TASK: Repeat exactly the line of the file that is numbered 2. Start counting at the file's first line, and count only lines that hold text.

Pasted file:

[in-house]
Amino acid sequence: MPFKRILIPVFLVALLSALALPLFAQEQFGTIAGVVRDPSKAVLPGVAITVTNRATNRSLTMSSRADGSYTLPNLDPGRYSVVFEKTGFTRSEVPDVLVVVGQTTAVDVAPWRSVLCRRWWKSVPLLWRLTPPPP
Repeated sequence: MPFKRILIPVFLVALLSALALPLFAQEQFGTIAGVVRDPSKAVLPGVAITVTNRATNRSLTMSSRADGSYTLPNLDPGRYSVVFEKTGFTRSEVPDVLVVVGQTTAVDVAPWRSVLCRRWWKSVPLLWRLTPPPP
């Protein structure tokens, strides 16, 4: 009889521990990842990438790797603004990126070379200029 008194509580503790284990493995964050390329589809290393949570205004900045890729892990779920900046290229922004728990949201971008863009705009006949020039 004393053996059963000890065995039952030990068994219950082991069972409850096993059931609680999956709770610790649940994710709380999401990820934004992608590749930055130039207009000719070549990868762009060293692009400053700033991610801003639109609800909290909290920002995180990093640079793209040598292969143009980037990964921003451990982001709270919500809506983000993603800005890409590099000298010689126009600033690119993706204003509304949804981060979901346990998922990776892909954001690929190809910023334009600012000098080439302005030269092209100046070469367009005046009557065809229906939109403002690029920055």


Amino acid sequence: MPFKRILIPVFLVALLSALALPLFAQEQFGTIAGVVRDPSKAVLPGVAITVTNRATNRSLTMSSRADGSYTLPNLDPGRYSVVFEKTGFTRSEVPDVLVVVGQTTAVDVAPWRSVLCRRWWKSVPLLWRLTPPPP